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Analysts have warned that sanctions significantly increase the chance of Russia defaulting on its international debt

Analysts have warned that sanctions significantly increase the chance of Russia defaulting on its international debt

A sign outside the offices of JP Morgan Chase & Co in New York City, US, March 29, 2021. REUTERS/Brendan McDermid

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LONDON (Reuters) – Analysts at JPMorgan and elsewhere warned on Wednesday that sanctions against Russia have dramatically increased the chance of it defaulting on its government debt in dollars and other international markets.

Russia has more than $700 million in government bond payments due this month. While it theoretically has sufficient reserves to cover debt, certain asset freezes and other actions can affect its ability to repay. Read more

“Sanctions of Russian government entities by the United States, countermeasures within Russia to restrict foreign payments, and disruption of payment chains present significant obstacles for Russia to repay bonds abroad,” JPMorgan said in a note to clients.

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“Sanctions … have significantly increased the likelihood of the Russian government defaulting on hard currency bonds.”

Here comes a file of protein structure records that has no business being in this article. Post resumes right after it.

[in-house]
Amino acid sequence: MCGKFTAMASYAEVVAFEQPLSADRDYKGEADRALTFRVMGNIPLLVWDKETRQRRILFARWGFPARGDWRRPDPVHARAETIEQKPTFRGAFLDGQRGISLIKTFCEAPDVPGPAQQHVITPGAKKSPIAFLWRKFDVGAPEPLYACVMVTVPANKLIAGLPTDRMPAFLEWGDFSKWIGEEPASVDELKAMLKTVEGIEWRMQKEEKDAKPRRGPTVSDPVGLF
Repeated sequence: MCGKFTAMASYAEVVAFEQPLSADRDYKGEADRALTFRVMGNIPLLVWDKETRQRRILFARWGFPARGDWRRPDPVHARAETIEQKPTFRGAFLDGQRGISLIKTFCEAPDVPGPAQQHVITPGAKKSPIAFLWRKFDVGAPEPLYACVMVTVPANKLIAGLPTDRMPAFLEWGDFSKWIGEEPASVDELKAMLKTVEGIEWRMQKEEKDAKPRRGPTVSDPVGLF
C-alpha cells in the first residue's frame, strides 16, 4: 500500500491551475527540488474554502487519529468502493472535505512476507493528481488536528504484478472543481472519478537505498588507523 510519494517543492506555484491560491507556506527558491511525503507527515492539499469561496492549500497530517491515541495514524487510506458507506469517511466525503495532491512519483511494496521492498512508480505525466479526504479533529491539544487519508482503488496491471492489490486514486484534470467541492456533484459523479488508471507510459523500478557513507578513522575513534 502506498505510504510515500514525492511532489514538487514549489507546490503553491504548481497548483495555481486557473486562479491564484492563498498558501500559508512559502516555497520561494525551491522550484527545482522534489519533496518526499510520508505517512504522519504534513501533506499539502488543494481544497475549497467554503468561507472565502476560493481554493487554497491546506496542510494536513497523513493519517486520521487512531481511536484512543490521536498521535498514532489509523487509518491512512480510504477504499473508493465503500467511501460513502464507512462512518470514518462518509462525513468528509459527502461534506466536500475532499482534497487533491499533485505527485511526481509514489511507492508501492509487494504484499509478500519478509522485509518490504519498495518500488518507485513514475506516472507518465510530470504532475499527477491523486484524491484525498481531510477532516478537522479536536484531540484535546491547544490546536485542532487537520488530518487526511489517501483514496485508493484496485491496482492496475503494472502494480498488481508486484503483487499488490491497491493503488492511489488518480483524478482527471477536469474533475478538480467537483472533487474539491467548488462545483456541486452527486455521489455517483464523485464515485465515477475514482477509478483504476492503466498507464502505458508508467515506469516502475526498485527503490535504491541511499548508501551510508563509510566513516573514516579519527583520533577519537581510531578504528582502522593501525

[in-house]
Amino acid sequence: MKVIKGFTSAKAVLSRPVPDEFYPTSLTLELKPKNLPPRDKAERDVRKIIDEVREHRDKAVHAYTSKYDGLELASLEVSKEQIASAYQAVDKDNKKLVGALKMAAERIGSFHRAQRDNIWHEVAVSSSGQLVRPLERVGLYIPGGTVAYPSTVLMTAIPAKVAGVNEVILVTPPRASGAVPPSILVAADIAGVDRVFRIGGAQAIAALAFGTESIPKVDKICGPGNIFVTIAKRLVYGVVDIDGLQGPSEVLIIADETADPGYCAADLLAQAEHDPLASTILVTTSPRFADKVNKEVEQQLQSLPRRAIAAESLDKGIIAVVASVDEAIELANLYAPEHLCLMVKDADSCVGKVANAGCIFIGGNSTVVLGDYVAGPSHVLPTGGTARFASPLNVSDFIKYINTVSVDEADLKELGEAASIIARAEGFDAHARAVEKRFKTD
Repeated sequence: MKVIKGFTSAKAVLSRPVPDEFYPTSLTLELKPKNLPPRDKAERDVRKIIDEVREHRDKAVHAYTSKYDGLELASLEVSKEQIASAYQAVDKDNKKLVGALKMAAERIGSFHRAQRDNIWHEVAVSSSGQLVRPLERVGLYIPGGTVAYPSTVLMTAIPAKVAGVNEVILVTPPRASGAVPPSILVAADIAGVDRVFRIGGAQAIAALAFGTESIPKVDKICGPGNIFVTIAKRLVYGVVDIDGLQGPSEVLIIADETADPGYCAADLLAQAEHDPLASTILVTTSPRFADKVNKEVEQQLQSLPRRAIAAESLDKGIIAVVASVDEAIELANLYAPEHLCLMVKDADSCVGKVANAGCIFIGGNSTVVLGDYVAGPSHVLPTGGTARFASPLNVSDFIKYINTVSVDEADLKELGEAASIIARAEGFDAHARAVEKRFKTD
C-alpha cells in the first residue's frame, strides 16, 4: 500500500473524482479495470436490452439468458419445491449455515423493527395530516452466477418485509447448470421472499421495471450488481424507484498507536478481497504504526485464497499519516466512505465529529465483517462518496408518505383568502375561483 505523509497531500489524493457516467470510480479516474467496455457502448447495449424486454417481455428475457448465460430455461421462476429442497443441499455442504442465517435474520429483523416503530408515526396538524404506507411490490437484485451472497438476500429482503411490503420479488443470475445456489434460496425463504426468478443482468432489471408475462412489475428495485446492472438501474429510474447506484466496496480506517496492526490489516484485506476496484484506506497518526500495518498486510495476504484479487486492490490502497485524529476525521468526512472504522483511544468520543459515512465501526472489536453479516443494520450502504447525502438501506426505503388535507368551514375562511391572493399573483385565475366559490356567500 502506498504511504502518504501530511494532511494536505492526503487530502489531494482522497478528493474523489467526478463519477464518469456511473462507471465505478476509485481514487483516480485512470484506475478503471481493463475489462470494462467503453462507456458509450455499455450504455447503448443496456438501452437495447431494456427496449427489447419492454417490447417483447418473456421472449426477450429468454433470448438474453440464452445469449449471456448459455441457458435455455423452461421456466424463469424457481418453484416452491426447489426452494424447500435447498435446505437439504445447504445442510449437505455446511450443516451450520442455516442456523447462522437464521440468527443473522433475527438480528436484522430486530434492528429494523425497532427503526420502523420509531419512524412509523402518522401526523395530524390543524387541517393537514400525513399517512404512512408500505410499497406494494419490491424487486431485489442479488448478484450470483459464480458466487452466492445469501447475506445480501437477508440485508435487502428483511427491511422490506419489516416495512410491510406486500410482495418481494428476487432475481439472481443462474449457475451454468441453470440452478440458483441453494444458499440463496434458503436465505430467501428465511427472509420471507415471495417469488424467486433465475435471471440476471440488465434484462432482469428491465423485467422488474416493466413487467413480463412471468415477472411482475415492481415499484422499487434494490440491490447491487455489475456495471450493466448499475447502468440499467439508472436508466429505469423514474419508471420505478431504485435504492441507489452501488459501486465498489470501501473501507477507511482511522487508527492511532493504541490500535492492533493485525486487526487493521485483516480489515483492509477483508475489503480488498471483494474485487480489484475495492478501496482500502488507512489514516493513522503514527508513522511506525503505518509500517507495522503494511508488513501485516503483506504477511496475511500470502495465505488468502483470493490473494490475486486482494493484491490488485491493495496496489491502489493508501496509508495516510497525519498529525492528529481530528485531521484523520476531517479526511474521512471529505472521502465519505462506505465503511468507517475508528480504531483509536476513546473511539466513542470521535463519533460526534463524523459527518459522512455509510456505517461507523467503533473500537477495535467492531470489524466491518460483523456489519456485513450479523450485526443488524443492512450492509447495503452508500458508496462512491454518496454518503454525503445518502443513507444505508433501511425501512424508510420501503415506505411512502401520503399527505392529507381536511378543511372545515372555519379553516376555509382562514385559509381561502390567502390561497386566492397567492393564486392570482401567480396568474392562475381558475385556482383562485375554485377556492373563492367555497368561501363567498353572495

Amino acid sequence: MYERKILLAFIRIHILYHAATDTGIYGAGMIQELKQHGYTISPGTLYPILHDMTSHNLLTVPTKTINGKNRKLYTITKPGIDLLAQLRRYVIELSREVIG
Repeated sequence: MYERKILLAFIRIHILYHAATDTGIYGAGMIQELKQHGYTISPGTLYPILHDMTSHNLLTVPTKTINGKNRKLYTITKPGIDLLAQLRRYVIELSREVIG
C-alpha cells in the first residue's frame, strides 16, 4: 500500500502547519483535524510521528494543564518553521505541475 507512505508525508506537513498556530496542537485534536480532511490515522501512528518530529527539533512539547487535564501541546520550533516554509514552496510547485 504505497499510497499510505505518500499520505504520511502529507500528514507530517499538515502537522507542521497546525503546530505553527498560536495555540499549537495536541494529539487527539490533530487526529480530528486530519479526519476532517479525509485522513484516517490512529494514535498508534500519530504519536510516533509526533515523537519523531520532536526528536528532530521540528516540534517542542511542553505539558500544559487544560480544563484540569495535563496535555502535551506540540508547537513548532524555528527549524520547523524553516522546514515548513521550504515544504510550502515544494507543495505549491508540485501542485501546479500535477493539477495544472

The central bank and the finance ministry did not respond to a Reuters request for comment on the possibility of a default.

JPMorgan analysts said the first crisis date is March 16 when the bond coupon is due, although like much of Russia’s debt these bonds have 30-day “grace periods”, which could delay any official moment in default. reimbursement. April 15.

Russia has just under $40 billion in international market debt, or “hard currency” debt as it is known. While it is a small amount for an economy of importance to Russia, any missed impulse will set off a chain of events.

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Major credit rating agencies such as S&P Global, Moody’s and Fitch, which all had investment grades for Russia as of last week, will collectively downgrade their ratings.

JPMorgan estimated that $6 billion in default swaps (CDS) that bondholders purchased as an insurance policy would also need to be paid, although the process could be complicated if more debt penalties are imposed.

The default fears come on the heels of a warning from the Institute of International Finance (IIF) this week, which noted how nearly half of Russia’s $640 billion in foreign exchange reserves have been frozen due to international sanctions. Read more

Capital Economics also warned on Wednesday of the growing risk of default. It said it would primarily hurt international investors — foreigners held $20 billion in Russian government debt denominated in dollars and rubles at the end of last year, according to the Russian Central Bank — although it would also affect Moscow’s reputation in international markets.

“The possibility that the government and companies will be unable or unwilling to repay the external debt has risen dramatically,” Jackson said.

Russia’s default on international debt looms
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(Mark Jones Reporting) Editing by Karen Stroecker and Mark Potter

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